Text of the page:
All six methods are applied to main signal shown in Fig. 14. Results of estimated amplitude based on six methods are illustrated in Fig. 15. The ideal amplitude components of the phasor are represented in dashed lines and their estimates are shown in solid ones. The discussion on this section is very close to frequency response section and the results are almost similar to those results shown in Figs. 11 and 12. As mentioned before, in frequency response section, least square based methods (methods 1, 2 and 3) create one cycle delay in output due to non-zero flat gain around the fundamental frequency but Kalman filter based methods estimate immediately. These delayed and immediate estimates are clearly shown in Fig. 15. Moreover, this experimental test shows the effect of harmonic component on presented methods. Based on frequency response section, methods 3, 4 and 6 provide non-zero gains in harmonic component. According to Fig. 15, these methods are not able to remove fifth harmonic from the output. It is easy to see that under harmonic condition, input’s harmonics infiltrate to output in methods 3, 4 and 6. However, other methods are able to remove harmonics.
Fig. 14

Main signal ([18])

Fig. 15

Amplitude estimation

By analyzing the derivative of amplitude shown in Fig. 16, it is possible to distinguish fault from power swing as explained earlier. This derivative provides beneficial information about power system state. It is obvious that method 1 does not provide this information since it has been built on traditional phasor concept (constant amplitude and phase). Abrupt change at 0.1 sec in estimated derivative obtained by all methods except method 1, demonstrates occurrence of fault in power system. Fault detection process is done by setting appropriate threshold and calculating index in every sample. First derivative of phase and second derivatives of amplitude and phase are also valuable in diagnosis process similar to first derivative of amplitude.
Fig. 16

First derivative of phase

Noise infiltration

It is useful to analyze the estimation error when noise level changes. A criterion named transient monitor (TM) is used in this section [19]. TM is an index to monitor sudden change of measured signal and is calculated by:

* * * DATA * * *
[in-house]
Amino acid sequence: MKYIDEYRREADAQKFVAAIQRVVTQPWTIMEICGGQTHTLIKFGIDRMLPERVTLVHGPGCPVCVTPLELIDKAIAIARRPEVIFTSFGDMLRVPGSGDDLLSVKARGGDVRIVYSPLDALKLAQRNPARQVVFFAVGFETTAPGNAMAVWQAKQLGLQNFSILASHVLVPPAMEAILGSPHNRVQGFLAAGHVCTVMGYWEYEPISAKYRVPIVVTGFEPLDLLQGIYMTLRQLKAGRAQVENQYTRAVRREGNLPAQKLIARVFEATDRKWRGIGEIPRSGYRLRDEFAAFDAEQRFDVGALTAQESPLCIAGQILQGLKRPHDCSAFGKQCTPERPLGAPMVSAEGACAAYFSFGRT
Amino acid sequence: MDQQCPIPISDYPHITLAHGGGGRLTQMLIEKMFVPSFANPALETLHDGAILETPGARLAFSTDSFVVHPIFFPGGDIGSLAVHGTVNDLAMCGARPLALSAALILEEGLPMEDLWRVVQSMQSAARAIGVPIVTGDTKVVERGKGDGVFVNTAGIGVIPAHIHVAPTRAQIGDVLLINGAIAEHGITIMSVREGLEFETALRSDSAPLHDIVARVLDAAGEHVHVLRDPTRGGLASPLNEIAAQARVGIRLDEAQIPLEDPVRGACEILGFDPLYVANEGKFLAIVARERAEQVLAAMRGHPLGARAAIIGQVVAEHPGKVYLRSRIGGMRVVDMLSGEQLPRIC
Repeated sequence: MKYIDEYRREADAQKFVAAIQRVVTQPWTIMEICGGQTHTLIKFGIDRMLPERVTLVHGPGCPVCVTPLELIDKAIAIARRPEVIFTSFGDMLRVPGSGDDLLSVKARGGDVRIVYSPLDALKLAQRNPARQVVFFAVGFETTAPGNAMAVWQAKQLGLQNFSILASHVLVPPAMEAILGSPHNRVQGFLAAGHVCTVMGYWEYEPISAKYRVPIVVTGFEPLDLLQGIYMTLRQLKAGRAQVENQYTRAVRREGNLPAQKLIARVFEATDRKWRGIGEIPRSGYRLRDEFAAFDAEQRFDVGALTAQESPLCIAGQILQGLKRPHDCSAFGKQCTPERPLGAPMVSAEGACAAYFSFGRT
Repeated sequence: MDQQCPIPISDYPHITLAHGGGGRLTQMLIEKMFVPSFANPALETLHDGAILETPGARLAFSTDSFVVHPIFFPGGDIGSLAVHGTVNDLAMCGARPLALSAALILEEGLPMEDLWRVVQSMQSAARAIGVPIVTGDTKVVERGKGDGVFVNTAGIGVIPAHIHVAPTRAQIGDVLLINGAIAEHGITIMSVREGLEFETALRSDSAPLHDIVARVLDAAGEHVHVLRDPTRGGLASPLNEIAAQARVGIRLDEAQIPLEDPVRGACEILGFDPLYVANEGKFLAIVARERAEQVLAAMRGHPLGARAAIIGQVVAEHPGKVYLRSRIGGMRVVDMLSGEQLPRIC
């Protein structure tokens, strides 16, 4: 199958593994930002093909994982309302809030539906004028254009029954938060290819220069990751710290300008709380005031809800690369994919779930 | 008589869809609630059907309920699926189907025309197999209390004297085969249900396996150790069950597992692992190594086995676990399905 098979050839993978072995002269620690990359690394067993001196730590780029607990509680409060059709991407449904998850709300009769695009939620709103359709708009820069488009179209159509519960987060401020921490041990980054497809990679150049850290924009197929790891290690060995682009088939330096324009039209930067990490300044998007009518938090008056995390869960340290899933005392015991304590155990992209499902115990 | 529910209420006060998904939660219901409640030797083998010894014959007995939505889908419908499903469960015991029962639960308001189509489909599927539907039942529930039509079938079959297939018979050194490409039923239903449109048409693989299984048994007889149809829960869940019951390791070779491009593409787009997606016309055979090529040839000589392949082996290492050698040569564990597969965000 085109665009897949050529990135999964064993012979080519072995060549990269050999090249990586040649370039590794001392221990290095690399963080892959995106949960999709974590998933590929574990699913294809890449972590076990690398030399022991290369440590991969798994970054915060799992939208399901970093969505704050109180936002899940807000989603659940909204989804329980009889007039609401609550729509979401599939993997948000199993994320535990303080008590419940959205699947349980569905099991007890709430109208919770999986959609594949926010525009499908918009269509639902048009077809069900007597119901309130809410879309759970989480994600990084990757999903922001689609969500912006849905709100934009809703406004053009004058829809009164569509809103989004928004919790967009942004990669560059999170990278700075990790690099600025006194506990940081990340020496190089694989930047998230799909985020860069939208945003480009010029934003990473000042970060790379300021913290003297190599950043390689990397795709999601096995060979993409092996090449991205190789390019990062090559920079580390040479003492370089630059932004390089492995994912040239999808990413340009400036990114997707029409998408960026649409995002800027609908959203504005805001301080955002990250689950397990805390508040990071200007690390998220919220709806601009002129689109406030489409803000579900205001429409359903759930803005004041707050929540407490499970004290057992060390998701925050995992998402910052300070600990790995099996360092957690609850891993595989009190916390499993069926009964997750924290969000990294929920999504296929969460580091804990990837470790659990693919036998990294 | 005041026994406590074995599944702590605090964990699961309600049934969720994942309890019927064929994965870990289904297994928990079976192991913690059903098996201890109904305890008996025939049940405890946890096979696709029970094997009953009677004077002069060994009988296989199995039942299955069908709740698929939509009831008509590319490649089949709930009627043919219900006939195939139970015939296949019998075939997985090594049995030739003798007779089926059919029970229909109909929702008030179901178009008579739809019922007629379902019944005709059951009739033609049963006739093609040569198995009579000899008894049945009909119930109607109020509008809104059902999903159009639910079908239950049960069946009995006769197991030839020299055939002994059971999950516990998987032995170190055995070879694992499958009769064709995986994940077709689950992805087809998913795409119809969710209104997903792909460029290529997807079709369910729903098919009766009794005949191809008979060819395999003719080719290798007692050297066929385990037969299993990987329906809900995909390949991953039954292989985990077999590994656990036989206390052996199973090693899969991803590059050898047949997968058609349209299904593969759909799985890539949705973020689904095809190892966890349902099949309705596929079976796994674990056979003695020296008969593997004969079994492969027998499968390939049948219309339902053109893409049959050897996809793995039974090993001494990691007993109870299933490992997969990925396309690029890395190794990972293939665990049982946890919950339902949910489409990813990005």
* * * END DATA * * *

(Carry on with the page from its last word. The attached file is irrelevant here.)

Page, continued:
$$ \left\{\begin{array}{l} \left[t_{n}\right]=\left[S_{n}-\hat{S}_{n}\right]\\ TM= \sum\limits_{n=r-N_1}^{n=r}|t_{n}| \end{array}\right. $$
(38)
where S n is the real sample, measured by P M U and \({\hat S_{n}}\) is recomputed sample of S n obtained by dynamic phasor. Estimation error t n , is difference of these two quantities. T M is calculated by estimation error in every sample and can be used as a quality measure of phasor estimation. Figure 17 shows the T M as a function of noise variance. As the noise variance increases, higher errors are obtained by all methods. So there is an upward trend when noise level increases. According to Fig. 17, there is a stable trend for least square based methods (method 1, 2 and 3) before critical point with variance about 10−2.
Fig. 17

Transient monitor versus noise variance

After this point, transient monitor increases steeply by increasing error variance. Generally Kalman based methods (methods 4, 5 and 6) show lower values compared to least square based methods according to Fig. 17. It is also observed that method 6 provides minimum T M index before critical point. However after critical point (Variance = 10−2) method 1 shows minimum T M index because the dynamic phasor concept is more sensitive to noise due to its flat gain around fundamental frequency. This flat gain allows the noise to be transferred into the output (estimated dynamic phasor).

It is also interesting to analyze the relation between T M behavior and sampling number per cycle which is shown in Fig. 18. Based on the figure, all methods except method 3 generally depict downward trend by increasing the sampling frequency because the estimation accuracy increases by high sampling rate. The different behavior of method 3 can be explained by increasing its noise sensitivity at high sampling rate.